“Recent groups such as Geryon have quickly proven that bass-guitar-driven metal devoid of guitar not only works, but delivers a unique experience well worth seeking out on its own merits…”
“Körbl is the solo outfit of absurdly skilled bassist Brent Glover, who has spent time playing live for Psyopus, as well as performing in his own technical death metal group, Bellicist, who I’m very fond of and have covered here at NCS before. The music is somewhat in the vein of AAL, mixed with other Meshuggah-esque grooves, light electronica elements, and prog influences to create its own sound.”
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An Endless Sporadic – Magic Machine
While adventurous instrumental prog metal unit An Endless Sporadic may have gotten their biggest visibility boost from being featured in the video-game series Guitar Hero some time ago, the band has never ceased to continue delivering standout prog. After a pause in new music for a bit of time, the band released a killer new album this year called Magic Machine.”
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Dysrhythmia- The Veil Of Control
It’s crazy to think that Dysrhythmia first started way back in 1998, even more so to realize that their popularity has only grown over the years. While it could be a mere coincidence, Dysrhythmia members Kevin Hufnagal and Colin Marston’s time playing death metal in Gorguts seems to have rubbed off on the sound of the material present on The Veil of Control in a really cool way. I love this album a pretty ridiculous amount!
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Odyssey – Voids
“Voids is an over 50-minute prog odyssey (potential pun intended?) that shreds, soars, grooves, and celestially infects you with all manner of wondrous feelings. While many bands are content to continue creating material within the vein of their pre-established sound, Odyssey have always eschewed that trend in favor of expanding their sound with each release.”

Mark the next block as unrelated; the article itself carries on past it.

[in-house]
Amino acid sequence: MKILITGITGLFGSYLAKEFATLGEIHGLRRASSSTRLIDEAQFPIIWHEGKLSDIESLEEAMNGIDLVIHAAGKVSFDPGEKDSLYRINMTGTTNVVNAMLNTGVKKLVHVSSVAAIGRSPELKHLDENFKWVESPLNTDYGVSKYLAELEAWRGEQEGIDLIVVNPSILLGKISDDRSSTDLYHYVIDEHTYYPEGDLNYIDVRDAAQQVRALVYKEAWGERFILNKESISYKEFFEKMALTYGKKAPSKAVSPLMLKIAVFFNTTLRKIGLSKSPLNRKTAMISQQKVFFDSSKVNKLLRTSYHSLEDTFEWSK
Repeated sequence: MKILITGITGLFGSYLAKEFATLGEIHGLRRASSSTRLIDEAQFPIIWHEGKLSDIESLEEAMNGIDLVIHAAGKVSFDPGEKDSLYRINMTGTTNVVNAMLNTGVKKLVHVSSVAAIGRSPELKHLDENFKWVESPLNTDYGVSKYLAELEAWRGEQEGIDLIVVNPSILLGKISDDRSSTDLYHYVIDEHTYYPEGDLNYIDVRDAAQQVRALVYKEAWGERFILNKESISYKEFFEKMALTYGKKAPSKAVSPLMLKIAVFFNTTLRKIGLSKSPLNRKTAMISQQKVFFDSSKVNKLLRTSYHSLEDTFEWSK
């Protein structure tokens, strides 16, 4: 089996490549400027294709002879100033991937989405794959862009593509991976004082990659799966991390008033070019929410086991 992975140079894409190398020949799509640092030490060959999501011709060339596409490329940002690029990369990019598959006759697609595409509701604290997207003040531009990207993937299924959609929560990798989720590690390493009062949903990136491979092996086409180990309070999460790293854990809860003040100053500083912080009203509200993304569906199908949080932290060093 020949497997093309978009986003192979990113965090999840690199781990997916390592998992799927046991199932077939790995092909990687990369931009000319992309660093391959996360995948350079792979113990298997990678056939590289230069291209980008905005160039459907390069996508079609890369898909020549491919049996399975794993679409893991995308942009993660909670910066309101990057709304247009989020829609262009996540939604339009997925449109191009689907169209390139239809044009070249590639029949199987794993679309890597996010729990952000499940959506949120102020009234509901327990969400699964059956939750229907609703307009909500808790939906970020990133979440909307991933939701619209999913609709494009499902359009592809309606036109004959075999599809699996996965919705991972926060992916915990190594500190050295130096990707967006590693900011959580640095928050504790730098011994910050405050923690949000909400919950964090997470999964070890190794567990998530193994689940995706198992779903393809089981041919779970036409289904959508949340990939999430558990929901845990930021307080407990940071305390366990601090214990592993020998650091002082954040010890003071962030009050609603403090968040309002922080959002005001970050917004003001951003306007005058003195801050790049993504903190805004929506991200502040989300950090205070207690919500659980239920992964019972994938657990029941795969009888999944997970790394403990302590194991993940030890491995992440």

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Omnea – Omnea
“Omnea deliver some truly wild stuff, creating music that comes across like a mix of both deathly skronk and hyperactive experimental prog metal delivered in an instrumental death metal format.”
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Wanzwa – IV
“So this is where things get weird and unpredictable, because Wanzwa doesn’t give a fuck what you think. Wanzwa – IV is polyrhythmic heavy psychedelic experimental insanity, and loves to pull the rug out of from under you as soon as you try to pigeonhole it into one sound or style. Weird jams for weird times.”
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Divine Realm – Tectum Argenti
“While Tectum Argenti will certainly appeal to the djent crowd with its plentiful grooves and cybernetic stomp, I’d say it sonically has more in common with riffing and lead playing styles more in line with the likes of Between The Buried And Me and Pomegranate Tiger. From experimental electronic interludes and lush samples, to soaring solos and a penchant for diving into lightning-fast tempos on certain songs, Divine Realm have made sure that this release is quite eclectic.”
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Jeff Hughell – Trinidad Scorpion Hallucinations
“While to many Jeff is known for his playing with Six Feet Under and others such as Reciprocal and formerly Brain Drill, he has also been releasing a stream of fantastic solo material the past few years as well. His last solo record, Chaos Labyrinth, saw him accompanied by numerous talented guest players in order to bring his vision to life. And he has followed a similar approach with Trinidad Scorpion Hallucinations, having somehow amassed talented guest performances on it by lauded musicians such as Hannes Grossmann, Dominic “Forest” Lapointe, Per Nilsson, former Archspire bassist Jaron Evil, and several others.”
“For those unfamiliar with his solo work, the music is a mix of aggressive songs and moments akin to his warp-speed playing in Brain Drill, but also just as often likely to take on a subdued prog-oriented vision. With Trinidad Scorpion Hallucinations, the balance is tipped further towards prog, and the results are fantastic and musically adventurous.”
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Gross Ex Machina – voice of an inaudible hum
“If you like your metal weird and unorthodox, never quite sure of what will happen next, you’ll be quite pleased with all that voice of an inaudible hum has to offer. It’s one of the most challenging slabs of instrumental metal I’ve heard all year, and fans of Dysrhythmia in particular would probably really dig this stuff.”